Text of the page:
Our country needs a dedicated legislation with a swifter approach concentrated to minimize terrorism. Punishing offenders should be the prime objective, included with provision to aid the victim’s family and the public officers who are involved in the prevention and controlling of the provision. Mercy powers of the President and Governors should be regulated through law to eliminate delay; clemency should be hardheartedly denied for terrorist acts. Ajmal Kasab was not pushed to join Let, his confessional statement showed that he volunteered, his mental age exceeded his physical age. The punishment awarded by the court was completely based on the atrocity of the crime. The rights of the accused and the victims should be balanced. We should be confident in the judiciary system for imposing the punishment on Ajmal Kasab. Before concluding we must mention the brave policemen and the NSG commando who bravely laid down their lives for the sake of nation and upheld the constitution.
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- http://www.supremecourtcases.com/index2.php?option=com_content&itemid=99999999&do_pdf=1&id=24977last visited 3/3/2017
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- http://www.frontline.in/static/html/fl2922/stories/20121116292203700.htmlast visited 3/3/2017
- http://news.rediff.com/special/2010/may/04/ten-things-you-should-know-about-kasab-verdict-analysis-by-sheela-bhatt.htm last visited 4/3/2017
Whenever a claim of juvenility is raised before any court or a court is of the opinion that an accused person was a juvenile on the date of commission of the offence, the court shall make an inquiry, take such evidence as may be necessary (but not an affidavit) so as to determine the age of such person, and shall record a finding whether the person is a juvenile or a child or not, stating his age as nearly as may be: Provided that a claim of juvenility may be raised before any court and it shall be recognized at any stage, even after final disposal of the case, and such claim shall be determined in terms of the provisions contained in this Act and the rule
2003 (3) JCC 1669
Article 22 (1) of the Constitution provides that no person who is arrested shall be detained in custody without being informed, as soon as may be, of the grounds of such arrest, nor shall he be denied the right to consult, and to be defended by, a legal practitioner of his choice.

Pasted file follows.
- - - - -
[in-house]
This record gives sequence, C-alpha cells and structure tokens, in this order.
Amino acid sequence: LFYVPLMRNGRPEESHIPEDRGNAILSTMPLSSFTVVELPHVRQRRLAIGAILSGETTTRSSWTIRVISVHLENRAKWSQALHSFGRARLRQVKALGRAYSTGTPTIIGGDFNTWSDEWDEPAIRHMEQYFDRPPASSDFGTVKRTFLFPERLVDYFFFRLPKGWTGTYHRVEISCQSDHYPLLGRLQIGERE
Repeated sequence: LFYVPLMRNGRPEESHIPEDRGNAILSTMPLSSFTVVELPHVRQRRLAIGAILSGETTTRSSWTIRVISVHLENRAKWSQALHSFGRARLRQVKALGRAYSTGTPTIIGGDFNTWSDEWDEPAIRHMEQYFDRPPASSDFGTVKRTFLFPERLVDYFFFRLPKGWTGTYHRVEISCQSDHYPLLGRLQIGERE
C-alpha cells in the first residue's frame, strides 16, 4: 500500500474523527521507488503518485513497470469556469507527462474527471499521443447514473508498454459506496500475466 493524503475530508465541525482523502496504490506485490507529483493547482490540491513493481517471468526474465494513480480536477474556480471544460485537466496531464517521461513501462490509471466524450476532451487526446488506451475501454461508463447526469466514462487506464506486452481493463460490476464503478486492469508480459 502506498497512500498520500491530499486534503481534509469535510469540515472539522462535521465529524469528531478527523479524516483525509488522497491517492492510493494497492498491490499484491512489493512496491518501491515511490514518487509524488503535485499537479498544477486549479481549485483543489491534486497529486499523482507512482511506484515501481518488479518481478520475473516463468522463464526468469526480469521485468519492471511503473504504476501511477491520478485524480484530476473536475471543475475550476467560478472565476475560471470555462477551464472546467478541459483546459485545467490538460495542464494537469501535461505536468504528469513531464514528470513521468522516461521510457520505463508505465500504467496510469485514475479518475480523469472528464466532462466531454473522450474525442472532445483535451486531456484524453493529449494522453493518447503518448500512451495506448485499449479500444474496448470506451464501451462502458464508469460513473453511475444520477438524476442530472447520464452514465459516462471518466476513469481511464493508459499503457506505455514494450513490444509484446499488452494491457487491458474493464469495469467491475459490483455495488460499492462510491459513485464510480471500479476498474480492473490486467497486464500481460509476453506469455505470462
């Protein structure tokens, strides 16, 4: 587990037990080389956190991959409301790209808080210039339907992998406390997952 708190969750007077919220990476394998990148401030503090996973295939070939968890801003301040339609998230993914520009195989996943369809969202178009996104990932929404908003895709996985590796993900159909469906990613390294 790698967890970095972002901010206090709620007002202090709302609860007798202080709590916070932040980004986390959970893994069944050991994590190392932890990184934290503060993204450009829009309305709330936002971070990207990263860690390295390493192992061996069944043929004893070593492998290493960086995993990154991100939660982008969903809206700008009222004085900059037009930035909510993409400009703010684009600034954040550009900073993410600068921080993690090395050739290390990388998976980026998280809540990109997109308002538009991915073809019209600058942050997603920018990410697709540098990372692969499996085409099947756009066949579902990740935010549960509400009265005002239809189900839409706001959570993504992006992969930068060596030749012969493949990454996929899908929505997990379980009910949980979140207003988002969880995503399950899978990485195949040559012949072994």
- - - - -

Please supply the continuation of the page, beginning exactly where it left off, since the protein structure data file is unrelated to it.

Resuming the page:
Article 22 (2) says every person who is arrested and detained in custody shall be produced before the nearest magistrate within a period of 24 hours of such arrest excluding the time necessary for the journey from the place of arrest to the court of the magistrate and no such person shall be detained in custody beyond the said period without the authority of a magistrate.
2003 (3) JCC 1669
Waging, or attempting to wage war, or abetting waging of war, against the Government of India.
1978 SCR (3) 608
1982 SCR (2) 272
1979 SCR (1) 192
Whoever is a party to a criminal conspiracy to commit an offence punishable with death, [imprisonment for life] or rigorous imprisonment for a term of two years or upwards, shall, where no express provision is made in this Code for the punishment of such a conspiracy, be punished in the same manner as if he had abetted such offence
Punishment for murder. —Whoever commits murder shall be punished with death, or [imprisonment for life], and shall also be liable to fine.
Waging, or attempting to wage war, or abetting waging of war, against the Government of India.
Punishment for terrorist act
(1) Whoever commits a terrorist act shall
(a) if such act has resulted in the death of any person, be punishable with death or imprisonment for life, and shall also be liable to fine;
(b) in any other case, be punishable with imprisonment for a term which shall not be less than five years but which may extend to imprisonment for life, and shall also be liable to fine.
1980 (2) SCC 684